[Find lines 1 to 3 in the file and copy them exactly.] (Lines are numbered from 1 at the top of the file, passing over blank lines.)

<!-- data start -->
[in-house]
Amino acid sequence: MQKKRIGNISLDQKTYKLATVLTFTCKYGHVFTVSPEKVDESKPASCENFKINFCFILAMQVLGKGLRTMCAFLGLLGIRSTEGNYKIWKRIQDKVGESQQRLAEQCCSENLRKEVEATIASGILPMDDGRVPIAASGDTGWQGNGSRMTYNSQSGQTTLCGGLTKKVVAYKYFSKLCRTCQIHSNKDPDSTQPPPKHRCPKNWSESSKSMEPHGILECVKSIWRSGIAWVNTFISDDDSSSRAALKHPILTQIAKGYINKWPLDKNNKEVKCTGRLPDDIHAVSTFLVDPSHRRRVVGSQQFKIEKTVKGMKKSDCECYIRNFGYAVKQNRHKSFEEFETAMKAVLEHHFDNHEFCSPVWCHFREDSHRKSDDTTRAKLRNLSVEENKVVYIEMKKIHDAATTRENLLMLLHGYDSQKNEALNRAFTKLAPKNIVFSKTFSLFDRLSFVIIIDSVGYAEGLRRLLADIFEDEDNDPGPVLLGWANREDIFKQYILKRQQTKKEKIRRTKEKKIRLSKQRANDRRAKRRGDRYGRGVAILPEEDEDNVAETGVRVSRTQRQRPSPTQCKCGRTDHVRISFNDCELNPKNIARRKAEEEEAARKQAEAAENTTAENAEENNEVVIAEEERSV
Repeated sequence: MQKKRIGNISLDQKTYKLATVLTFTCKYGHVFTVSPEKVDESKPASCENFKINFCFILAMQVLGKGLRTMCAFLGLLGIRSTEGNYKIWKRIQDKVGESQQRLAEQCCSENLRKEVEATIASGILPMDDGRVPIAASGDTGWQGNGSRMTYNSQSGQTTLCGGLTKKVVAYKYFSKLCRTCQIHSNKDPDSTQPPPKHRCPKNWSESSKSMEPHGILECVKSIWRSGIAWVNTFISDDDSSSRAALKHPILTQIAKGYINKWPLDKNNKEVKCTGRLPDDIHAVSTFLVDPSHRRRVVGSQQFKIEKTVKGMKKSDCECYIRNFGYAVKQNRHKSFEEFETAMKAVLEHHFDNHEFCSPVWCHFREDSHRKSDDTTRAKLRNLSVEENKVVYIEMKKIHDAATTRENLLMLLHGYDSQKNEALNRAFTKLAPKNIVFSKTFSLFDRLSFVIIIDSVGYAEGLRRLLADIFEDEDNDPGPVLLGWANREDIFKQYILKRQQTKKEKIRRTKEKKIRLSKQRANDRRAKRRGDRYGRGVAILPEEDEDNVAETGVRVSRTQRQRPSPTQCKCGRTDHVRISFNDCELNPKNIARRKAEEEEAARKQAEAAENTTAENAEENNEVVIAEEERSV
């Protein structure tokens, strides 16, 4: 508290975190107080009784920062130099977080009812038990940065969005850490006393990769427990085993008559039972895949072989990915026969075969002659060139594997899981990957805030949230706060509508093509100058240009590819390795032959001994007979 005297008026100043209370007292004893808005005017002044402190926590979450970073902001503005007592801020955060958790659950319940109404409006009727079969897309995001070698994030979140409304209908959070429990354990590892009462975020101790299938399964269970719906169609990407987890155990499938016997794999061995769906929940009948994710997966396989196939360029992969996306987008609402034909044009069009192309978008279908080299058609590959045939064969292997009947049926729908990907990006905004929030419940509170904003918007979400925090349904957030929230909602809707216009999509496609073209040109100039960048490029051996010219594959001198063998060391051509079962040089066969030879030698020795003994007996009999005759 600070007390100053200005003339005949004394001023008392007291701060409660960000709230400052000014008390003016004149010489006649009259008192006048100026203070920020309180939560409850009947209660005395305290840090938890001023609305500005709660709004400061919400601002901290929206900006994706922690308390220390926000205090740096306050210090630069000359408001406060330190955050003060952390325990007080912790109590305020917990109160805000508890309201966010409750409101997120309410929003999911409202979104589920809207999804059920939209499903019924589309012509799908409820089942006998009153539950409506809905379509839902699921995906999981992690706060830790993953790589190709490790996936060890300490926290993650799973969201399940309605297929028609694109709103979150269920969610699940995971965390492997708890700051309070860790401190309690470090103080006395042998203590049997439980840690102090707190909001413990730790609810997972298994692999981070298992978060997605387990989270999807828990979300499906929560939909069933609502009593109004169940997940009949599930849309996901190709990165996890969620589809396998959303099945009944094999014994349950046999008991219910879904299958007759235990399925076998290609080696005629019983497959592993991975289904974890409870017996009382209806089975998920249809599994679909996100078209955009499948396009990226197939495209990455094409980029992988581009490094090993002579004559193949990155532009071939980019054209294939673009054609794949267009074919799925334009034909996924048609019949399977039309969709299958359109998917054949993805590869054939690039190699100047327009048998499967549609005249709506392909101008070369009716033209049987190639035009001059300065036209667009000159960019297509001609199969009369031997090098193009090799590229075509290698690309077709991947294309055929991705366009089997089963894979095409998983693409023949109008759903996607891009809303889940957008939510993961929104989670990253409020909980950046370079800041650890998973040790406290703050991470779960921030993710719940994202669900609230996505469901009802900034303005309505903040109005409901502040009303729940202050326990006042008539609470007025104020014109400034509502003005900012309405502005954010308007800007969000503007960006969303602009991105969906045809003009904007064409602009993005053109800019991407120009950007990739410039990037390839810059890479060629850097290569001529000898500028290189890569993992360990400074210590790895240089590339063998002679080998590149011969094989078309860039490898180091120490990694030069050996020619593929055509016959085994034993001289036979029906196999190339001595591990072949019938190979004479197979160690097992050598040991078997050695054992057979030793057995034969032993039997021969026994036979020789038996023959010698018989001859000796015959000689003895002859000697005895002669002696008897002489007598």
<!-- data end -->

[in-house]
Amino acid sequence: MQKKRIGNISLDQKTYKLATVLTFTCKYGHVFTVSPEKVDESKPASCENFKINFCFILAMQVLGKGLRTMCAFLGLLGIRSTEGNYKIWKRIQDKVGESQQRLAEQCCSENLRKEVEATIASGILPMDDGRVPIAASGDTGWQGNGSRMTYNSQSGQTTLCGGLTKKVVAYKYFSKLCRTCQIHSNKDPDSTQPPPKHRCPKNWSESSKSMEPHGILECVKSIWRSGIAWVNTFISDDDSSSRAALKHPILTQIAKGYINKWPLDKNNKEVKCTGRLPDDIHAVSTFLVDPSHRRRVVGSQQFKIEKTVKGMKKSDCECYIRNFGYAVKQNRHKSFEEFETAMKAVLEHHFDNHEFCSPVWCHFREDSHRKSDDTTRAKLRNLSVEENKVVYIEMKKIHDAATTRENLLMLLHGYDSQKNEALNRAFTKLAPKNIVFSKTFSLFDRLSFVIIIDSVGYAEGLRRLLADIFEDEDNDPGPVLLGWANREDIFKQYILKRQQTKKEKIRRTKEKKIRLSKQRANDRRAKRRGDRYGRGVAILPEEDEDNVAETGVRVSRTQRQRPSPTQCKCGRTDHVRISFNDCELNPKNIARRKAEEEEAARKQAEAAENTTAENAEENNEVVIAEEERSV
Repeated sequence: MQKKRIGNISLDQKTYKLATVLTFTCKYGHVFTVSPEKVDESKPASCENFKINFCFILAMQVLGKGLRTMCAFLGLLGIRSTEGNYKIWKRIQDKVGESQQRLAEQCCSENLRKEVEATIASGILPMDDGRVPIAASGDTGWQGNGSRMTYNSQSGQTTLCGGLTKKVVAYKYFSKLCRTCQIHSNKDPDSTQPPPKHRCPKNWSESSKSMEPHGILECVKSIWRSGIAWVNTFISDDDSSSRAALKHPILTQIAKGYINKWPLDKNNKEVKCTGRLPDDIHAVSTFLVDPSHRRRVVGSQQFKIEKTVKGMKKSDCECYIRNFGYAVKQNRHKSFEEFETAMKAVLEHHFDNHEFCSPVWCHFREDSHRKSDDTTRAKLRNLSVEENKVVYIEMKKIHDAATTRENLLMLLHGYDSQKNEALNRAFTKLAPKNIVFSKTFSLFDRLSFVIIIDSVGYAEGLRRLLADIFEDEDNDPGPVLLGWANREDIFKQYILKRQQTKKEKIRRTKEKKIRLSKQRANDRRAKRRGDRYGRGVAILPEEDEDNVAETGVRVSRTQRQRPSPTQCKCGRTDHVRISFNDCELNPKNIARRKAEEEEAARKQAEAAENTTAENAEENNEVVIAEEERSV